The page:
How can a hyphen or an ellipsis represent years of oppression? This unit will use short stories and literary nonfiction, including seminal texts to examine the historical significance of the abolitionist and women's rights movements. The central focus will be on how argument, rhetoric, and the power of art can advance a cause—because today, women and ethnic minorities totally have it set, right? (…Collar tug.)

  6. American Literature (College) - Realism 1855 – 1870

    This unit focuses on American Realism as a movement in both urban and rural areas. A novel study on Little Women will a focus on social/historical context, as well as provide you with evidence to prove or disprove that you are so the Jo and you are so the Amy. Plus, we'll be analyzing Jacob Riis photos, Civil War-drenched short stories, and the grossest parts of The Jungle—what else could a Shmooper desire?

  7. American Literature (College) - Regional Pride 1870 – Present

    Short stories and poems from a wide range of American literary greats will provide ample discussion about different regions within the United States and how they're reflected in literature. A novel study on Huckleberry Finn will be used to examine author's style and tone; nonfiction selections will provide background and information for studies on realism. A continuation of the study on dialect is also a part of this unit—because let's face it, it wouldn't be Twaintime without it.

  8. American Literature (College) - Jazz and American Change 1910 – 1950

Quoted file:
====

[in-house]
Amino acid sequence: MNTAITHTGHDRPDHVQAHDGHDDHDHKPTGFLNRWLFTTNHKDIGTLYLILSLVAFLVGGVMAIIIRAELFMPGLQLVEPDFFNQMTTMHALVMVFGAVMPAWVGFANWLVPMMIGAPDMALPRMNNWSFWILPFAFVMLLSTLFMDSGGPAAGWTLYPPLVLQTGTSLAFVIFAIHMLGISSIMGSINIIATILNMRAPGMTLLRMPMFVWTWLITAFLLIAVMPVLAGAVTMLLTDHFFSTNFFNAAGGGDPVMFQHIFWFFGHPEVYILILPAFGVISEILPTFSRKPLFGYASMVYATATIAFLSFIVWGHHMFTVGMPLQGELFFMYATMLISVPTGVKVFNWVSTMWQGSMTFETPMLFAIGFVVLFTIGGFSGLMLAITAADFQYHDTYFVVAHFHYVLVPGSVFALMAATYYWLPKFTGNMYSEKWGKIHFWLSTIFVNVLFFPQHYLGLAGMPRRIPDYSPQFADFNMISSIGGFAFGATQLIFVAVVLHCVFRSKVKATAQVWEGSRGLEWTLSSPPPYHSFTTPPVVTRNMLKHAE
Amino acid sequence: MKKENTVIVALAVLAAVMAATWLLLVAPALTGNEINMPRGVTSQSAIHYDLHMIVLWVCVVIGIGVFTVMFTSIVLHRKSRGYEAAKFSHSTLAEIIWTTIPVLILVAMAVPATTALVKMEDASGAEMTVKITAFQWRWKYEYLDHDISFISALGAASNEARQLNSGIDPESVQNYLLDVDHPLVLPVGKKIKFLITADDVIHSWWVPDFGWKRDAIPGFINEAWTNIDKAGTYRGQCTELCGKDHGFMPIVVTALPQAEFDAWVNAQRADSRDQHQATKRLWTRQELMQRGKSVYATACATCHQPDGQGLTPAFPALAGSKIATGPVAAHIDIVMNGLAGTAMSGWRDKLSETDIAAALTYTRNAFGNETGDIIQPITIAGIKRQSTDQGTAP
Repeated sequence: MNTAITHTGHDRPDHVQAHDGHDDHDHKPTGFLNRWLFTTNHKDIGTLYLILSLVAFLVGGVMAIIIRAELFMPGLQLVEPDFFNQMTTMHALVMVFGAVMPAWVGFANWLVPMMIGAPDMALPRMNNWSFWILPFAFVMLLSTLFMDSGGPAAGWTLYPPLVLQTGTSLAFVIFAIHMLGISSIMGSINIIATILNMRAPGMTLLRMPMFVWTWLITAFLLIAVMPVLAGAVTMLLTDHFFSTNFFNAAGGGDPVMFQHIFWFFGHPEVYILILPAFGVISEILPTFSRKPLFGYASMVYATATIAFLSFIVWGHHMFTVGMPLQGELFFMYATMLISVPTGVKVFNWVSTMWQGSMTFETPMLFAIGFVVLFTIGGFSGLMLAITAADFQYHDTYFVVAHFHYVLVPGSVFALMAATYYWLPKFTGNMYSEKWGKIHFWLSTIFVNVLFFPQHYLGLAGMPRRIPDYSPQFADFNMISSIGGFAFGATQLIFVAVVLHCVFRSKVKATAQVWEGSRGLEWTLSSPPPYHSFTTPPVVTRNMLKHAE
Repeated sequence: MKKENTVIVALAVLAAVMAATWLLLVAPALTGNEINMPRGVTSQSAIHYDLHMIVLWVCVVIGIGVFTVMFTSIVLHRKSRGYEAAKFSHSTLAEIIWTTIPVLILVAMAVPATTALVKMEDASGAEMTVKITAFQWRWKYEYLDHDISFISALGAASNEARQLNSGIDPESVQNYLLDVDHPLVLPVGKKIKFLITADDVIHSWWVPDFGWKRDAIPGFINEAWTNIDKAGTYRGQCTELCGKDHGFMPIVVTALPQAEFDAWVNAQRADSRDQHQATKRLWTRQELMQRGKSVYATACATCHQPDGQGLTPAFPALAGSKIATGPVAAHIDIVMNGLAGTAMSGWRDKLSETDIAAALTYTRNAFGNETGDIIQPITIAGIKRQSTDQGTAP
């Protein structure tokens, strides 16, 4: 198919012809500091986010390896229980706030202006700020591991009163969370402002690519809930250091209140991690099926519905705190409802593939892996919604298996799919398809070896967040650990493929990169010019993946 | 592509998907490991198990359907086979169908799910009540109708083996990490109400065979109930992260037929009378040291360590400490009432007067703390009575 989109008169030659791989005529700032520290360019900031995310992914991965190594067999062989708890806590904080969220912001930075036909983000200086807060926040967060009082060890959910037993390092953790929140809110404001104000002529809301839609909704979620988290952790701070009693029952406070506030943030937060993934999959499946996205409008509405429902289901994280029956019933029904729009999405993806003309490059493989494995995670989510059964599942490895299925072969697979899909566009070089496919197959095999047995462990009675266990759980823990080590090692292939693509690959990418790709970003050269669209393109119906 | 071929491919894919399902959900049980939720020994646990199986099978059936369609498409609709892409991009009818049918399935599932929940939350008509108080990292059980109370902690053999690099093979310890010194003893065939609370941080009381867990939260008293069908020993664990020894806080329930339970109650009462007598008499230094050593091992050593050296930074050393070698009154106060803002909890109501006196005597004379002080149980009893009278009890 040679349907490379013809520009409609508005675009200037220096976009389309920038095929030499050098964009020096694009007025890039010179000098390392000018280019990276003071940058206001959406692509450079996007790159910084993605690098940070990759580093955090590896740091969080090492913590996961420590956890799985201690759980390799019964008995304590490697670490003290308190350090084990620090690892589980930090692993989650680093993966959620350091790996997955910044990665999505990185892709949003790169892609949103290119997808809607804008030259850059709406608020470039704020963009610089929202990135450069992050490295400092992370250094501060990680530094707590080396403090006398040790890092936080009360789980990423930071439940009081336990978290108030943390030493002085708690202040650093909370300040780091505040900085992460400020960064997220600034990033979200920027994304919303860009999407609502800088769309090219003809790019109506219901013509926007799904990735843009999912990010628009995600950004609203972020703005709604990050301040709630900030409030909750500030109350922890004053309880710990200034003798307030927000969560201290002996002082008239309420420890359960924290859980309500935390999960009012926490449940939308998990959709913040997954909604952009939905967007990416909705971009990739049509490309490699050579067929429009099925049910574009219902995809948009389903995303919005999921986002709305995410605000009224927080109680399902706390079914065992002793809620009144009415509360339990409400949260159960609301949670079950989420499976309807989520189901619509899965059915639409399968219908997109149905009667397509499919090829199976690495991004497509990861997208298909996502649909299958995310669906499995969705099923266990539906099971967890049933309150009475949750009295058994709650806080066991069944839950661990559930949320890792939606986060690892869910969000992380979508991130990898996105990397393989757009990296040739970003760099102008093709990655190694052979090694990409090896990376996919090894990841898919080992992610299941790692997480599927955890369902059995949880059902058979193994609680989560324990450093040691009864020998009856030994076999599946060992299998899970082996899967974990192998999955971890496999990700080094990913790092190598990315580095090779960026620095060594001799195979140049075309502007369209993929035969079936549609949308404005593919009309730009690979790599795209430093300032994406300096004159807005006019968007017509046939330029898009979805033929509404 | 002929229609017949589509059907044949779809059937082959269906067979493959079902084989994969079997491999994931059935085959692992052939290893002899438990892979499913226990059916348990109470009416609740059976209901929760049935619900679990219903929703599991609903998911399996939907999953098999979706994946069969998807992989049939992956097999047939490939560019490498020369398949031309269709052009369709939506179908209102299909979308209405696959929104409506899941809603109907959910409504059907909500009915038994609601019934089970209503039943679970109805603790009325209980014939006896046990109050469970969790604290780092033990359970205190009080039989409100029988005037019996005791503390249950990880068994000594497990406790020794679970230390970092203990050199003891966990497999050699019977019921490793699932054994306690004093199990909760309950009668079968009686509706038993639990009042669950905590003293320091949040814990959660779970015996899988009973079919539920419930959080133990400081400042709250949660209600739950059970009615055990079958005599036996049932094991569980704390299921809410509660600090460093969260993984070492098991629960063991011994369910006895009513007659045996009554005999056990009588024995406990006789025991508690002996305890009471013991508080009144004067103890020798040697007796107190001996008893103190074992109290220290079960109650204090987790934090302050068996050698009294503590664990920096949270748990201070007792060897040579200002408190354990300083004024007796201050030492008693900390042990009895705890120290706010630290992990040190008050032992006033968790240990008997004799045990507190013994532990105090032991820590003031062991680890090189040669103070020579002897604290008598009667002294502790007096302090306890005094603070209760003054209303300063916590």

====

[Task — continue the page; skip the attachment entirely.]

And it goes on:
This unit will focus on the movements of the Harlem Renaissance, the Roaring Twenties, and other changes in American literature of the time period—as well as well after the time period, with James Baldwin essays and a complete reading and viewing of A Streetcar Named Desire. After the Southern studies of Unit 7, it's a fascinating look at how American regional literature evolved—and didn't evolve—in a world rattled by post-Reconstruction change.

  9. American Literature (College) - Novel Study: John (the Man) Steinbeck and The Grapes of Wrath 1930 – 1945

    This unit will focus on an author study—our only author study. And why John Steinbeck? Besides the fact that he loved flying pigs and is Shmoop's personal hero, this unit will analyze why many readers and critics consider Steinbeck to be the quintessential American author. We'll conduct a novel study on The Grapes of Wrath and look at the social/historical/cultural context of the novel and Steinbeck's role in this period of American history. Wouldn't you guess it? It's still relevant today.

  10. American Literature (College) - The Greatest Generation 1910 – 1960

    Everything in this country was better when your great-grandparents were your age, Shmooper—especially the literature. That's why this unit will focus on Modernism and Postmodernism, from experimental e.e. cummings poetry to comparing The Feminist Mystique with The Catcher in the Rye. In a time in American culture where much went unsaid, we'll pay special attention to language, with a study of slang used in modernist writings and other multiple meaning words and phrases.

  11. American Literature (College) - Civil Rights and Multiculturalism in Literature 1960 – 1980

    This unit will focus on the Civil Rights Movement in America and the great speeches, memoirs, essays, and literature it inspired. Topics such as demonstrations, violence vs. nonviolence, major artists of the movements, and specific multicultural groups will be discussed, and the rhetoric of these speakers and writers will be assessed and analyzed for author's bias, claims and support, and persuasive strategies. A novel study on Toni Morrison's haunted Beloved will help you extrapolate the concepts of literature as history's ghost. Spooky? You bet.

  12. American Literature (College) - Contemporary Literature 1980 – Present

    American Literature concludes with a study of the here and now, focused at the high end of young adult texts with contemporary poetry and The Perks of Being a Wallflower.